Various factors, including lifestyle, genetics, and other elements, contribute to the development of metabolic syndrome, a group of conditions that collectively increase the risk for serious health problems. A new study has found that stress, due to its ability to drive inflammation in the body, is also associated with metabolic syndrome. This suggests that low-cost and relatively simple stress management techniques could potentially improve biological health outcomes.
Study: Inflammatory biomarkers link perceived stress to metabolic dysregulation. Image credit: masamasa3 / Shutterstock
“We specifically studied people in midlife, a critical time to determine who will experience accelerated aging. Stress contributes significantly to several negative health consequences as people age,” said lead author Jasmeet Hayes, associate professor of psychology at The Ohio State University.
“There are many variables that affect metabolic syndrome. Some we can’t change, but others we can. Everyone experiences stress,” said Hayes. “And stress management is a modifiable factor that is affordable and people can do it in their everyday lives without needing to involve medical professionals.”
The research was recently published in Brain, Behavior, and Immunity – Health.
Associations between stress and biological health have been established, but few previous studies have examined the involvement of inflammation in the link between stress and metabolic syndrome.
For individuals with metabolic syndrome, at least three of five factors that increase the risk for heart disease, diabetes, and other health issues are diagnosed – excess abdominal fat, high blood pressure, low HDL cholesterol (good cholesterol), and high fasting blood sugar and triglycerides. The condition is also known as insulin resistance syndrome.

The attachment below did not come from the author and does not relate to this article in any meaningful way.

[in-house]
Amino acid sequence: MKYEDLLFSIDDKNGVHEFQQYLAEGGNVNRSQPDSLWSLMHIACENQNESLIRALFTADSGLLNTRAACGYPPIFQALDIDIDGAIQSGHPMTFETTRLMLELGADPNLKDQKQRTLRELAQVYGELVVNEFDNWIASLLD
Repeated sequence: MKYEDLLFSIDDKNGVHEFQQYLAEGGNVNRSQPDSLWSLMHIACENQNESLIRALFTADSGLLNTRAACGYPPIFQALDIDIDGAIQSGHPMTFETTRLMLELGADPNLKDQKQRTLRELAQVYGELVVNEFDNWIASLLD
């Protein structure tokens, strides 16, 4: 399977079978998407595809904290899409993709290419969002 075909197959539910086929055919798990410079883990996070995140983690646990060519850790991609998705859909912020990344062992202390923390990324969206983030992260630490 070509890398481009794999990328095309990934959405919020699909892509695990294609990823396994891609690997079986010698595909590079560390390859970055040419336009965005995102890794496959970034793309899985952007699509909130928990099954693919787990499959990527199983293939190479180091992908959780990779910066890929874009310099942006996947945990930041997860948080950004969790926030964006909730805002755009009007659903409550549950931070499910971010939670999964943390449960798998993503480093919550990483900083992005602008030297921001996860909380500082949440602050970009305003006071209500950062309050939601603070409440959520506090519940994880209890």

Using data from a sample of 648 participants (average age 52) from a nationwide survey titled “Midlife in the United States,” lead author Savana Jürgens developed a statistical model to assess how inflammation fits into the link between stress and metabolic syndrome. The analysis included information from participants‘ reported perceived stress, blood biomarkers for inflammation, and results of physical examinations indicating risk factors for metabolic syndrome.
“There haven’t been many studies that have looked at all three variables at the same time,” said Jürgens, a psychology student in Hayes‘ lab. “There’s a lot of research suggesting that stress is related to inflammation, inflammation is related to metabolic syndrome, and stress is related to metabolic syndrome. But pulling all of these pieces together is rare.”
Composite inflammation values were calculated using biomarkers, including the well-known IL-6 and C-reactive protein, as well as E-Selectin and ICAM-1, which contribute to the recruitment of white blood cells in inflammation, and fibrinogen, a protein essential for blood clot formation.
The statistical modeling showed that stress does indeed have a link to metabolic syndrome, and inflammation explains more than half of this association – 61.5%, to be exact.
“Perceived stress has a modest impact on metabolic syndrome, but inflammation explains a large part of it,” said Jürgens.
The results make sense – stress is just one of many factors that can disrupt health markers. Other factors include a range of behaviors, including inactivity, unhealthy eating habits, smoking, and poor sleep, as well as low socioeconomic status, advanced age, and female gender.
However, considering that an estimated one in three American adults suffers from metabolic syndrome, it’s important to know how to reduce or prevent the risk, said Hayes. The results also serve as further evidence that stress and its relation to inflammation significantly impact overall biological health.
“People view stress as mental health, that everything is psychological. That’s not the case. Chronic stress has real physical effects,” said Hayes. “It could be inflammation, it could be metabolic syndrome, or a whole host of other things. This is another reminder.”
Future work will involve a more detailed examination of whether stress has a causal impact on metabolic syndrome and the assessment of stress management techniques that may be most effective in reducing inflammation.
This research was supported by the National Institute on Aging and The Ohio State University’s Discovery Themes Chronic Brain Injury Program, where Hayes serves as a researcher. Co-author Sarah Prieto from The Ohio State University also contributed to the study.